After the next song tbe guy was back at it. “OK, that’s it. Waitress! 20 beers, right down here!” He wasn’t joking. A waitress showed up with a bucket of beers & Johnny made the guy pay, though not without adding some bills from his own pocket.  Relenting a bit as they settled the tab, Johnny asked the guy, “How much did you pay? Eighty bucks? OK, I’ve gotta give you some more.” Reached into his pocket, pulled out a couple more bills, handed them down.

Then, with that wry grin of his: “Damn! That’s all I’ve got? That’s the way it happens every time. You come into New York with a pocketful of money and leave with nothing but a pocketful of memories.”

Love that guy.

Seriously, for my money, Johnny and The Jukes are the most inspiring live act out there right now. The setlists below (my thanks to the fans at the Southside Forum for these) will give you an idea of how they shake things up from night to night. Don’t be surprised to see me at their show up in Westchester in two weeks. I’ve got a fever and the only cure is MORE SOUTHSIDE!

9/24/2010
The NEW Overpeck Park
Ridgefield Park, NJ

Forever
You Can’t Bury Me
Passion Street
I Played the Fool
Walk away Renee
Woke up This Morning
Coming Back
Got to Get You off of My Mind
Talk to Me
Lost
Harder Than It Looks
Love on the Wrong Side of Town
Hearts of Stone
Tango Till They’re Sore
All Night Long
This Time It’s for Real
You’re My Girl
Lead Me On
Fever
Trapped Again
I Don’t Want to Go Home

First Encore:
One More Night to Rock

Second Encore:
We’re Having a Party

Band Lineup:
Vocals, Southside Johnny
Keyboards, Jeff Kazee
Guitar, Billy Walton
Bass, Skip Ward
Drums, Tom Seguso
Guitar, Glenn Alexander
Baritone Sax, Ed Manion
Trombone and Guitar, Neal Pawley
Trumpet, Chris Anderson
Sax, Joey Stann

9/25/2010
B.B. Kings Blues Club & Grill
New York, NY

Happy
I Played the Fool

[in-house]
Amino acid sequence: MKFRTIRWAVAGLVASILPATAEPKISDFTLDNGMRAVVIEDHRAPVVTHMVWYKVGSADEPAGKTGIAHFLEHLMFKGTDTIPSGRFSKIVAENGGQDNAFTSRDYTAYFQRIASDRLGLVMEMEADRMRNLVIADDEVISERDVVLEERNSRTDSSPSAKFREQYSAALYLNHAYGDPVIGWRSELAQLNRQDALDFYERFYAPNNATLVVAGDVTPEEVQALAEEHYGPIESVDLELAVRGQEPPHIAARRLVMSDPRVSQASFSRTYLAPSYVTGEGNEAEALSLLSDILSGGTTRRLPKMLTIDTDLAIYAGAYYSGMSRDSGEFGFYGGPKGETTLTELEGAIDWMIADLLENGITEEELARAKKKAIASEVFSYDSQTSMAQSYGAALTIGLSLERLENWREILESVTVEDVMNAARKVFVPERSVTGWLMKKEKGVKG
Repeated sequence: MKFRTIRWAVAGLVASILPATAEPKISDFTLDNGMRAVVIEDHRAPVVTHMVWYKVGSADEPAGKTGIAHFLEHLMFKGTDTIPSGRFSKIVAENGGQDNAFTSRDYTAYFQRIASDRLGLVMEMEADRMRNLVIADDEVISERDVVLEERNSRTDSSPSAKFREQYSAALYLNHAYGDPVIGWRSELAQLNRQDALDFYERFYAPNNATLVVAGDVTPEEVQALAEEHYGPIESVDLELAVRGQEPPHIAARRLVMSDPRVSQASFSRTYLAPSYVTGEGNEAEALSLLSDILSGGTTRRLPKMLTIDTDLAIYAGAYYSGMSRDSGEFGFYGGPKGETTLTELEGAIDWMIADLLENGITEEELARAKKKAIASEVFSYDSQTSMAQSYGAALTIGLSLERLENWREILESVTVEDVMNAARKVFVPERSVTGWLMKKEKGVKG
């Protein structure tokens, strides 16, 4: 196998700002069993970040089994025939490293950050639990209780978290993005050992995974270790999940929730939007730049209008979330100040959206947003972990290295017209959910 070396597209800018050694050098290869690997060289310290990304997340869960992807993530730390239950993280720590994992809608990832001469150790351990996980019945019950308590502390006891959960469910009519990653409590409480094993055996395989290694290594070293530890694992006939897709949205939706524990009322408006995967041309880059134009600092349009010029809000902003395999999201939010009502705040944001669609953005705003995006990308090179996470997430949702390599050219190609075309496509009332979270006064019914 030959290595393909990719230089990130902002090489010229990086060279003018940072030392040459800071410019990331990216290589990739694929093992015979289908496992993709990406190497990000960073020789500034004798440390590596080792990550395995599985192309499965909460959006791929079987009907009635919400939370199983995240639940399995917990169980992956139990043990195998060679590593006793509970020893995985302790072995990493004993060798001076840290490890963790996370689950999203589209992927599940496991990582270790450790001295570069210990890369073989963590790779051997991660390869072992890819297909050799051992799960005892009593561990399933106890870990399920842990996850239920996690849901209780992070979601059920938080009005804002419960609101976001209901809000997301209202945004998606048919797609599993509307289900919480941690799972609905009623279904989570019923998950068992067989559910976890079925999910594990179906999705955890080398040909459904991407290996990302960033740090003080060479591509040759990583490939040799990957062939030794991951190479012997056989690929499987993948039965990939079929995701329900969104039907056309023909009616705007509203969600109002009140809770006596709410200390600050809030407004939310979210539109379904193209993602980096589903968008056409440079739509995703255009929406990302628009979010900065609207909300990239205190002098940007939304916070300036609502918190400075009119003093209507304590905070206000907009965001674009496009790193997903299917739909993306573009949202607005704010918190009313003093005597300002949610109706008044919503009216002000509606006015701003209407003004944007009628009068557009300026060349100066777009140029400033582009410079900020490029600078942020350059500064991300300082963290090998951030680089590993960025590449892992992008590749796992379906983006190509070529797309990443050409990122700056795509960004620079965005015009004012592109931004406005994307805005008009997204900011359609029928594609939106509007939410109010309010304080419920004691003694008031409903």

Love on the Wrong Side of Town
Lead Me On
Harder Than It Looks
Take It Inside
Gin Soaked Boy
Paris
Woke up This Morning
Cadillac Jack
Better Days
Talk to Me
Into the Harbour
Cross That Line
All Night Long
Tango Till They’re Sore
One More Night to Rock
Without Love
I Don’t Want to Go Home
Fever
Trapped Again

Encore:
Forever
We’re Having a Party

Band Lineup:
Vocals, Southside Johnny
Keyboards, Bobby Lynch
Guitar, Billy Walton
Bass, Skip Ward
Drums, Tom Seguso
Guitar, Glenn Alexander
Baritone Sax, Ed Manion
Trombone and Guitar, Neal Pawley
Trumpet, Chris Anderson
Sax, Joey Stann

Southside Johnny & The Asbury Jukes, Tarrytown Music Hall, Tarrytown, NY: Hot Fun In The Summertime July 22, 2010

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This time I thought I’d let some pictures do most of the talking, but first I’ve got to note what a stellar night it was for cover tunes. There was the Sly & The Family Stone hit from 1969 referenced in the post title; that followed seamlessly from Walk Away Renee, the haunting Left Banke tune that Johnny has made his own. A few songs later, we got Nothing But A Heartache, the 1968 hit from the Flirtations that’s become another Jukes staple. Towards the end of the main set, Johnny took a quick break while Jeff Kazee treated us to his rendition of Looking For A Love, the song that put the J. Geils Band on the map.

Those four songs vibrated with passion & musical history, but the Jukes had more fun in store for the second encore set. The band came back on stage; Johnny started some banter about “What day is it today, it’s Thursday? Hey do we know any Thursday songs?” Somebody started playing the Ruby Tuesday riff and before you knew what was happening, they were off into Ruby Thursday, with Johnny and Jeff Conte trading the vocal lines. They played the song all the way through in spite of a few lapses in the lyrics, then went into Rainy Days and Thursdays, the Mamas & Papas gem Thursday, Thursday, and a stinging rendition of Elton John’s Thursday Night’s Alright For Fighting. Who else could bring off such a tour de force on the fly? Pure summertime magic.

The full setlist can be found here on the Southside website.

And now, the photos. As always, click to enlarge.

Southside Johnny & The Asbury Jukes, Wellmont Theatre, Montclair, NJ: Still havin’ a party May 7, 2010

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A couple of weeks ago I made a spur-of-the-moment decision to go see Southside Johnny & the Asbury Jukes at The Wellmont Theatre in Montclair. I’ve been rained and snowed out of too many shows that I’ve paid for way in advance, so I was holding off for this one. With no major storms on the horizon, I went on line and made the fateful click.

It proved a fine decision. The venue is an easy 20-minute drive over to a town I know well. I arrived early enough to savor a few pleasant minutes at a local cafe just up the hill from the theater, sitting at a sidewalk table with a cup of their superb coffee, checking out the stream of passersby all duded up for Friday night, and watching the sunset colors play across the sky above Bloomfield Ave.